Also, you don’t have Luke explain that he’s secretly good friends with Kiefer Sutherland and then not actually produce Kiefer Sutherland. That’s poor sportsmanship.
Some other thoughts that didn’t quite fit the high/low format:
* Would it have been so hard to cut together scenes from the whole miniseries to create a new title sequence when it finally came time to play “Where You Lead” over the closing credits? Lane plays drums, Paris yells about the steps, etc.
* Though the Richard story was mostly about Emily and Lorelai, the scene where Rory enters Richard’s study to start writing the book — and an archival Edward Herrmann clip is inserted for a moment to make it feel like Richard is still there — was incredibly poignant. Rory was ultimately closer to Richard than Lorelai ever was, and her loss needed to be acknowledged, too.
* Character I was most pleasantly surprised to see return: Alex Borstein as Gilmore family personal stylist Miss Celine. Borstein was originally cast as Sookie (I’ve seen that version of the pilot; Sookie’s clumsiness in the final version and the next few episodes are an artifact of how good Borstein was at slapstick) but couldn’t get out of her Mad TV contract, so the Palladinos wrote her a few consolation prize roles, first as the Independence Inn’s harpist Drella, then as Miss Celine. Since A Year in the Life is as much an ode to the entire life of the series as it is a continuation of the story, it felt good to have Borstein there, playing a very broad character, but one who works in small doses.
* Character I wasn’t expecting to see in that way: Tristan, but only from the back of his head. I don’t know if Chad Michael Murray was busy, or just uninterested in coming back for a role he hasn’t played in 15 years, but if he wasn’t going to do it, better to just have Paris reference an off-camera Tristan than to show a blonde stand-in.
* Mixed feelings about Emily’s newest housekeeper Berta. On the one hand, it’s another running gag the miniseries devotes a lot of time to with diminishing comic returns. On the other, by the end, the presence of Berta and her ever-expanding family in Emily’s homes is sweet, even touching — as crucial a sign of Emily’s transformation post-Richard as the cursing. Once upon a time, Emily Gilmore replaced her housekeepers weekly for the most minor of sins; now, she keeps Berta and her family in her life, despite Berta not being particularly good at her job, because she and her cousins make the house feel less lonely.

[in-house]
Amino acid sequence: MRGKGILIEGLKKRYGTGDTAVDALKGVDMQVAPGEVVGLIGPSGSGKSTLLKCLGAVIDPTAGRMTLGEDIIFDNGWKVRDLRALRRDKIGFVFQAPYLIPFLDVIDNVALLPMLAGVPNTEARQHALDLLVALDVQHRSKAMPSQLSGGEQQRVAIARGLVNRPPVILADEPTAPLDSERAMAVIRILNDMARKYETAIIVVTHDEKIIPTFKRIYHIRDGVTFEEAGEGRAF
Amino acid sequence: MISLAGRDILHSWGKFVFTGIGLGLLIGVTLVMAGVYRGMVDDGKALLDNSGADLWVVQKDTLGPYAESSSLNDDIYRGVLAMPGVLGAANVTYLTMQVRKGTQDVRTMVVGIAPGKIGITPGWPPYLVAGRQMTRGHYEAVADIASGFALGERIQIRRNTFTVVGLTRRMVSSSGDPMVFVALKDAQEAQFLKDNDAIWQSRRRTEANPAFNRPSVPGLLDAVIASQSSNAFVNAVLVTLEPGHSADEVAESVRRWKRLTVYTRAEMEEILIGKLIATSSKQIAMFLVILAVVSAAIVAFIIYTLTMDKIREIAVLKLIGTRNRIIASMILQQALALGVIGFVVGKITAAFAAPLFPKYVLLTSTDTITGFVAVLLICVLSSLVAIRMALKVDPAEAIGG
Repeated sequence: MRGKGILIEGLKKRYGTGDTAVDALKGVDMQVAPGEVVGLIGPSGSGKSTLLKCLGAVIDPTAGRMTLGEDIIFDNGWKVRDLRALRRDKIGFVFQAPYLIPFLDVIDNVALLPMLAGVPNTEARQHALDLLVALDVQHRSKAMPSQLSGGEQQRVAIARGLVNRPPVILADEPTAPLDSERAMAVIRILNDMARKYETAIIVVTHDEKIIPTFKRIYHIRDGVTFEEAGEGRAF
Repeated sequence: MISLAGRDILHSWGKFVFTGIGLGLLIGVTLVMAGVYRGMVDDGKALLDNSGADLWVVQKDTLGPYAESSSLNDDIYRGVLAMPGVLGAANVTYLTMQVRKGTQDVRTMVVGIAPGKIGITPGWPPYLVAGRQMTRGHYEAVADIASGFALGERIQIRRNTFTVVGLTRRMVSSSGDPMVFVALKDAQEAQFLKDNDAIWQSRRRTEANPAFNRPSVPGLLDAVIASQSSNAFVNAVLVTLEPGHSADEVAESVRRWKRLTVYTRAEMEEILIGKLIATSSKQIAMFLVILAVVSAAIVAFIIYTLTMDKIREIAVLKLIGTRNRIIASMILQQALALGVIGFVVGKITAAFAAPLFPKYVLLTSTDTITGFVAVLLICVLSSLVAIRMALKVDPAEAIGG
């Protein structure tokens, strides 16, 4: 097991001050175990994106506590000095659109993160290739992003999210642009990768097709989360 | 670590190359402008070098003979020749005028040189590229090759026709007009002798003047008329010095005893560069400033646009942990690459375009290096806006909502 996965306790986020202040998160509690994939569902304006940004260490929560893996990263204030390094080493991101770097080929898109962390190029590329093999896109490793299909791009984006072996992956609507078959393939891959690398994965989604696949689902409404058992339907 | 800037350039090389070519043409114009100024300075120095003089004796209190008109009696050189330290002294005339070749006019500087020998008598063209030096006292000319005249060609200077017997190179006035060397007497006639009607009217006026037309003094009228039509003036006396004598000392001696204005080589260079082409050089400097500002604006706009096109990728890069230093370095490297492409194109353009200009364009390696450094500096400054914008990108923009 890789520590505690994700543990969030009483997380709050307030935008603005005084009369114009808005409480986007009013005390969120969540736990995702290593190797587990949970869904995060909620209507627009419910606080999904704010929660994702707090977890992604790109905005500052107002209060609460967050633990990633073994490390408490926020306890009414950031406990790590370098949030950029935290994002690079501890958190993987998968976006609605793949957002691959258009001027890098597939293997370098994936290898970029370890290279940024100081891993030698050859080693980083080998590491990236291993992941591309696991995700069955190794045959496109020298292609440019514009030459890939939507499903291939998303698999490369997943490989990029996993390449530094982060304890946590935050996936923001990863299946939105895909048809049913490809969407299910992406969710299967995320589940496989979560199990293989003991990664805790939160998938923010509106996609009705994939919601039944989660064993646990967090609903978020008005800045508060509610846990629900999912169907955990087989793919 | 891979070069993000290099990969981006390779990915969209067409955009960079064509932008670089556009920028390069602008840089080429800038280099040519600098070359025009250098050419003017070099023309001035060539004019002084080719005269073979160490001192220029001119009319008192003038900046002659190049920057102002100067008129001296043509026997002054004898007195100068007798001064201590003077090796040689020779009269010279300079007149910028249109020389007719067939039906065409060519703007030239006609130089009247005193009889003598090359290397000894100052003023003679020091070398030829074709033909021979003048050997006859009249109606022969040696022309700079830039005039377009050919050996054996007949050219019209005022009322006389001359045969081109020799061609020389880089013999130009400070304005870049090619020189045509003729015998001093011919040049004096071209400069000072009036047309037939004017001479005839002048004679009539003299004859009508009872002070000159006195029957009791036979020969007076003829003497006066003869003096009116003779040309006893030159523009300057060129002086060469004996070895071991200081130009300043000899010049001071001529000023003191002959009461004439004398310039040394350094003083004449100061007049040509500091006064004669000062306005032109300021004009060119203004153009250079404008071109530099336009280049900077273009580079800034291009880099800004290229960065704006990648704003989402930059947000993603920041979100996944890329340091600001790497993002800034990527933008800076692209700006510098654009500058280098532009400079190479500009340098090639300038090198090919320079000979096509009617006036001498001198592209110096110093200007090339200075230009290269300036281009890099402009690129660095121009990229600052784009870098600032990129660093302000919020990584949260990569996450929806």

* Another nice nod to the show’s origins in a different way: in the Christopher scene, Rory quotes Faith from Buffy the Vampire Slayer, the show that helped define the WB and make it a place where Gilmore Girls would soon belong.
* Kirk having a pet pig is one of those ideas that was probably funnier in theory than it turned out in execution, but the Oober running gag from “Winter” kept amusing me, particularly when we hear Lorelai yell “Do not make that sound!” from off-camera at one point.
* Michel’s personal life was a mystery on the original series, but here he’s written as explicitly gay, while there’s also a weird joke at one of the town meetings where all the locals are eager to hear Taylor finally out himself.
* For a show that usually steered far away from body-shaming humor (and rarely even alluded to the difference in size between Lorelai and Sookie), the running gag early in “Summer” about the overweight guy in the Speedo at the pool felt very wrong.
* Michel with possibly the line of the miniseries, cruelly interviewing his potential replacement: “So, your name is Molly. Why?”
* One smaller disappointment about the musical: we only got about five seconds of Kerry Butler — the Tony-nominated actress who played Emily’s therapist Claudia — singing a number from Bye Bye Birdie in her audition. She’s not as famous — particularly in TV circles — as Foster or Borle, but once I saw her as Claudia, I assumed she was cast because she’d get a chance to sing. Which she did — just very, very briefly.
* Given his hatred of technology intruding into the diner, why would Luke have installed wifi in the first place, especially if it meant constantly being asked about the passcode?
* Grant-Lee Phillips singing Fountains of Wayne’s “Valley Winter Song”? Thank you very much for that, Gilmore Girls.
What did everybody else think? And who wants the next phase of the Netflix revival to be Emily Gilmore: Whale Museum Guide?
Alan Sepinwall may be reached at firstname.lastname@example.org